A top Iowa environmental official on Tuesday said the city of Des Moines’ decision to take ownership of a highly visible downtown Superfund site in line for redevelopment ends decades of uncertainty over cleanup.
Ed Tormey, administrator of the Environmental Services Division of the Iowa Department of Natural Resources, said the Des Moines City Council’s unanimous approval of the pact Monday is a major step in cleaning up the former Dico manufacturing site near Fleur Drive and Martin Luther King Parkway.
“The site has been abandoned for several years and many folks gave up hope that it would ever be redeveloped or reused,” Tormey told the Iowa Environmental Protection Commission Tuesday morning. “But recently Dico and its parent corporation, Titan International, began serious negotiations with the federal government to resolve all liabilities and claims and the city also expressed interest in redeveloping the site.”
Dico and Titan, owners of the 43-acre site, agreed to donate the land to the city and pay $11.5 million plus interest to settle a string of federal cases. Federal environmental officials will use the money to help with the cleanup.
Des Moines will not be held liable if the companies fail to pay, Des Moines City Manager Scott Sanders said in an interview.
Tormey said DNR helped with the negotiations and will continue to provide technical assistance. “This is a clear success story for the state of Iowa,” he added.
The land, contaminated with solvents and pesticides, is a dangerous eyesore along a main gateway to downtown Des Moines.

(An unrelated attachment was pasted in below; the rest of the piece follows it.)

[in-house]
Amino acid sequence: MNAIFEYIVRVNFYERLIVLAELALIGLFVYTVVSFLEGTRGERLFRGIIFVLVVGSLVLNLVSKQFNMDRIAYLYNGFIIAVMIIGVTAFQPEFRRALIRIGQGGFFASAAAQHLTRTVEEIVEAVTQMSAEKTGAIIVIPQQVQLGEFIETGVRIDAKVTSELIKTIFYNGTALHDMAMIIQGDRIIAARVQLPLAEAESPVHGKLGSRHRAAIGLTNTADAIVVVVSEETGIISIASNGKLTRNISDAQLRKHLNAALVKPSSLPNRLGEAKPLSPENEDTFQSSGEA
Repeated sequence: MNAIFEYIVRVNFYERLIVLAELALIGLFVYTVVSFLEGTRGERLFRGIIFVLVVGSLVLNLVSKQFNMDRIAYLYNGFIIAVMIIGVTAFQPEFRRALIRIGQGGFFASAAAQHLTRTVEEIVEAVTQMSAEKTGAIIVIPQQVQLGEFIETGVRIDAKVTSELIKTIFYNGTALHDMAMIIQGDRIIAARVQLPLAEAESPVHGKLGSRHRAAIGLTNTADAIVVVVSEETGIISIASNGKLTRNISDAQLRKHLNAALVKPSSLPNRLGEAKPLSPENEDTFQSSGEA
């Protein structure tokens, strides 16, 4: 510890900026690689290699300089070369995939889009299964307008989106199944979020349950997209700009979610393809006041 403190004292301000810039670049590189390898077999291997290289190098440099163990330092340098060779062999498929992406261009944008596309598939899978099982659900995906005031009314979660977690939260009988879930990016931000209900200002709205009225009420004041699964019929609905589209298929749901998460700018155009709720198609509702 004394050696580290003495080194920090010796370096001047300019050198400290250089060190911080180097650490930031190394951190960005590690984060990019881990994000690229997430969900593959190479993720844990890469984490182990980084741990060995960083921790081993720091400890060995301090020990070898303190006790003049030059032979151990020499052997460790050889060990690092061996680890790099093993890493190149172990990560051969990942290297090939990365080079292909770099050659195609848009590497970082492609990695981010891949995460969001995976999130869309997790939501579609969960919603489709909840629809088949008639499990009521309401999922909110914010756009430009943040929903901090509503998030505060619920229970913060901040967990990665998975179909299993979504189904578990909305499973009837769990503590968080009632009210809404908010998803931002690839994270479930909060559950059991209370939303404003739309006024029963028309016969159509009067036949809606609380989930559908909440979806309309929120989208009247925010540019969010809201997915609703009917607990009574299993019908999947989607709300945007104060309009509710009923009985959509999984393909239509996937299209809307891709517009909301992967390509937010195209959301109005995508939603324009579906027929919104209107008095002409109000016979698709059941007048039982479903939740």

Des Moines Mayor Frank Cownie welcomed the progress. Work could begin in the spring.
“This has been an ever-moving negotiation that has taken a rather long time,” Cownie said.
Des Moines City Councilman Josh Mandelbaum, who is counsel for the nonprofit Environmental Law & Policy Center, told council colleagues the agreement is a big step in a decades-long battle to clean the site.
“I want to thank the staff for all the work that has been done to get this site cleaned up and get it back to better use for our community,” Mandelbaum said. “This will be good for that whole area south of downtown.”
The Dico site is near multimillion-dollar housing and commercial developments, including Hubbell Realty Co.’s new Gray’s Station development.
The city had proposed a police station on the site at one point, but Sanders said the ultimate development plans for the land are still undecided.
The U.S. District Court in Des Moines still must approve the agreement, which already has been endorsed by the property owners and the U.S. Environmental Protection Agency, which will help with the cleanup.
Sanders, who became city manager in 2014, said it took 25 years to come to an agreement.
The city would take possession of the land within six months of court approval. The contaminated buildings will be removed by the city and EPA.
EPA agreed to replace pollution-treating equipment on the site and also plans to remove pollution from a pond on the south side of the property.
“This is a great success for the city,” Sanders said. He noted that 16,000 vehicles pass the fenced off site daily.